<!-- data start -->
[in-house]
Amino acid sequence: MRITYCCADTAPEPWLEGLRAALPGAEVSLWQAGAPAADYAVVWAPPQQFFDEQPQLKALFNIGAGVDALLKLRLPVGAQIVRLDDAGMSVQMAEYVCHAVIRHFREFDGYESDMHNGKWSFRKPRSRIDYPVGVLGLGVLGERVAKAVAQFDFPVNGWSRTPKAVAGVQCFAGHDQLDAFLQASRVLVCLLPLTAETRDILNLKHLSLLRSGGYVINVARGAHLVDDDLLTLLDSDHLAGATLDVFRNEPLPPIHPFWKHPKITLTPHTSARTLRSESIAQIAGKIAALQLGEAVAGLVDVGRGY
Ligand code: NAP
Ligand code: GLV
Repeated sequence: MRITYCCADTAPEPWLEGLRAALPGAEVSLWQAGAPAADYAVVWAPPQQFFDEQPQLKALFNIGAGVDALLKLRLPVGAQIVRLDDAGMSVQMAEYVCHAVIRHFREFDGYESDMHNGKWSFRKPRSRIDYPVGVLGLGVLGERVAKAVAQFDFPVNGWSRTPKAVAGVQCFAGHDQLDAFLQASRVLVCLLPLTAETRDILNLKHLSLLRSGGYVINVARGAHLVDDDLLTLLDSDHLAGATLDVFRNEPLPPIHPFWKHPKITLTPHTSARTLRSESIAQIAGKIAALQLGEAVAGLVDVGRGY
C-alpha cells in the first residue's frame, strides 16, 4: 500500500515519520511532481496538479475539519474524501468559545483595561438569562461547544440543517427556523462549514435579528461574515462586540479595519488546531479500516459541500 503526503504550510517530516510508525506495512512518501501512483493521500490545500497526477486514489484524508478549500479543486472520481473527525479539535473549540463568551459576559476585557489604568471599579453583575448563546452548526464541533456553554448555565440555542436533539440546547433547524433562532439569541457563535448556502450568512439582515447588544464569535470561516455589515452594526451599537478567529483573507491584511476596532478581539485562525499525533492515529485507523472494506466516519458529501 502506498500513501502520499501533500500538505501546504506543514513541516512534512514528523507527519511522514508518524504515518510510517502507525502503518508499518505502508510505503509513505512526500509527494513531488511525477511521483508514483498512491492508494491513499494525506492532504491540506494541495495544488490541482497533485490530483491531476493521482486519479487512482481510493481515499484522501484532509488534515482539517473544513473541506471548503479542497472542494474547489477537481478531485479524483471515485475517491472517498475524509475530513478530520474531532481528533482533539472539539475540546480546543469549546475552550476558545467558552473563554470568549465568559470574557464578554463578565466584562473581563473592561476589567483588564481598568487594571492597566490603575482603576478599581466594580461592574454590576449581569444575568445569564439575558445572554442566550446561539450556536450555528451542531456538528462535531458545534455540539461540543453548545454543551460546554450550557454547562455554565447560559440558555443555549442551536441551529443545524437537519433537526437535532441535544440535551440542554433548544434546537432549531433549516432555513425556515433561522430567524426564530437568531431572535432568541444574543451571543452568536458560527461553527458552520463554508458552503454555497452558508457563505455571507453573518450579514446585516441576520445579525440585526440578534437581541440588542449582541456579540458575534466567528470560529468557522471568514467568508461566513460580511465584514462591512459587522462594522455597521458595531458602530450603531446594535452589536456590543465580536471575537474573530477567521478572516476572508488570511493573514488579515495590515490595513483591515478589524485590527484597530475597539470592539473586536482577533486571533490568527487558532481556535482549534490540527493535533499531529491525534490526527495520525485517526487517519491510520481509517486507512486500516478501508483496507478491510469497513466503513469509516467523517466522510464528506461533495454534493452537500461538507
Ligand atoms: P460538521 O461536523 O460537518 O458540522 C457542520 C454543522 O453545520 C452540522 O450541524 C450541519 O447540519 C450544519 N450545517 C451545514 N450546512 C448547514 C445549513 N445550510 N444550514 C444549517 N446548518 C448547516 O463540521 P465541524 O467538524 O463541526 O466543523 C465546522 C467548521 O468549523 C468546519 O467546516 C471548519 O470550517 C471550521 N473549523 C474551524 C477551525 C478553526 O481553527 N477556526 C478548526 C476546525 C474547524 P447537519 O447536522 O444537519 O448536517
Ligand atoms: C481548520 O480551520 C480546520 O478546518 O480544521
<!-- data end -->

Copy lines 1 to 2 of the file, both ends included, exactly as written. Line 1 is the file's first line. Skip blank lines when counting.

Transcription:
[in-house]
Amino acid sequence: MRITYCCADTAPEPWLEGLRAALPGAEVSLWQAGAPAADYAVVWAPPQQFFDEQPQLKALFNIGAGVDALLKLRLPVGAQIVRLDDAGMSVQMAEYVCHAVIRHFREFDGYESDMHNGKWSFRKPRSRIDYPVGVLGLGVLGERVAKAVAQFDFPVNGWSRTPKAVAGVQCFAGHDQLDAFLQASRVLVCLLPLTAETRDILNLKHLSLLRSGGYVINVARGAHLVDDDLLTLLDSDHLAGATLDVFRNEPLPPIHPFWKHPKITLTPHTSARTLRSESIAQIAGKIAALQLGEAVAGLVDVGRGY